# [Tutor] New to programming question (Ben M.) (Joseph Q.)

Brian van den Broek bvande at po-box.mcgill.ca
Thu Apr 14 19:31:51 CEST 2005

```Joseph Quigley said unto the world upon 2005-04-14 10:46:

<SNIP>

>  >Do you see?  The == "binds more tightly" than the or.  And, in python,
> 'Q' is
>  >considered True for the purposes of tests.

<SNIP>

>  >What you can do instead is this:
>  >
>  >for letter in prefixes:
>  >    if letter in ['O', 'Q']:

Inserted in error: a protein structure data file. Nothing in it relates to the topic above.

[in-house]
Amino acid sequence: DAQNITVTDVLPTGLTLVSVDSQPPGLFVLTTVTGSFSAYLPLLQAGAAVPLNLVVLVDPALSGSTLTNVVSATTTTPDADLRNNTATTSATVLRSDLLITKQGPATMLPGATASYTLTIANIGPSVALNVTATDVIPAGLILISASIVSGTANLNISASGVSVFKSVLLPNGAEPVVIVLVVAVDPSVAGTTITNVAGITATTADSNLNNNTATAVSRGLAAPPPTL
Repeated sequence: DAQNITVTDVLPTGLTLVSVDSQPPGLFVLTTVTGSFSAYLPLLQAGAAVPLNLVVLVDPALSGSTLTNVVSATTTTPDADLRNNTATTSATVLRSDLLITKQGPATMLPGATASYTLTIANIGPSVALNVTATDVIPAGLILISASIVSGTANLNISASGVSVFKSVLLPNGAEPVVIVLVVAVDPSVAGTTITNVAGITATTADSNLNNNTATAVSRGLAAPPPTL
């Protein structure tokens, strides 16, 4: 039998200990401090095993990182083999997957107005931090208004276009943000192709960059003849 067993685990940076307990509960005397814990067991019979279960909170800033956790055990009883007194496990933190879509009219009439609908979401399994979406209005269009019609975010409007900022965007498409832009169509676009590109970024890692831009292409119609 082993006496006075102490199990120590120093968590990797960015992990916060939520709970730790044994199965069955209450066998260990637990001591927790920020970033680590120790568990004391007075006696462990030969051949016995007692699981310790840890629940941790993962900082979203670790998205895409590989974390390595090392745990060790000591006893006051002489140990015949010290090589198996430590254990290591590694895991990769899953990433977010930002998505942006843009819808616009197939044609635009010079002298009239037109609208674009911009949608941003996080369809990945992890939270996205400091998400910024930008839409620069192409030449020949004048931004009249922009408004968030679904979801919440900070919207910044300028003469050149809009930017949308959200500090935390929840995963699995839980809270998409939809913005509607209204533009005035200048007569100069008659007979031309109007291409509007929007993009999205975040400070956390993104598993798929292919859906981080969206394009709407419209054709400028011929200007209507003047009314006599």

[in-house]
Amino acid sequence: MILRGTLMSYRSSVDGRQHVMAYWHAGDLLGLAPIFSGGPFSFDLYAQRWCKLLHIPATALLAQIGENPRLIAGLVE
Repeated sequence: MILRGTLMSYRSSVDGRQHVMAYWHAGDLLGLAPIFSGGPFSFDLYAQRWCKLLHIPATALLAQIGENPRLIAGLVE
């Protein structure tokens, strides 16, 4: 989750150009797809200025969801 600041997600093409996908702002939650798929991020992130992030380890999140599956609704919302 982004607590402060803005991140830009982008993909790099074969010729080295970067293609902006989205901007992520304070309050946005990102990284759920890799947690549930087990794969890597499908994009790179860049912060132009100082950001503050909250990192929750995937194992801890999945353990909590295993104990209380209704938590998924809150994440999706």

>  >        print letter + 'u' + suffix
>  >    else:
>  >        print letter + suffix
>
> Oh, ok. Sorry, my bad :)
> So there is a special use for ==. I must look into this.
> Thanks,
>     Joe

Hi Joe,

I'm not sure what you mean by a "special use", but maybe this will help:

In arithmetic:

4 * 10 + 2 = 42

as

( 4 * 10 + 2 ) = ( ( 4 * 10 ) + 2 )

This is because '*' comes before '+' in the oder of operations when
parenthesis don't settle the issue. One way to express that is to say
"'*' binds more tightly than '+'".

In Python '==' binds more tightly than 'or'. So:

( a == b or c ) == ( ( a == b ) or c )

Hence:
>>> 42==0 or True
True
>>> 42 == 0 or 42 == True
False
>>> # Better is
>>> 42 in (0, True)
False
>>>

Does that help?

Best,

Brian vdB

```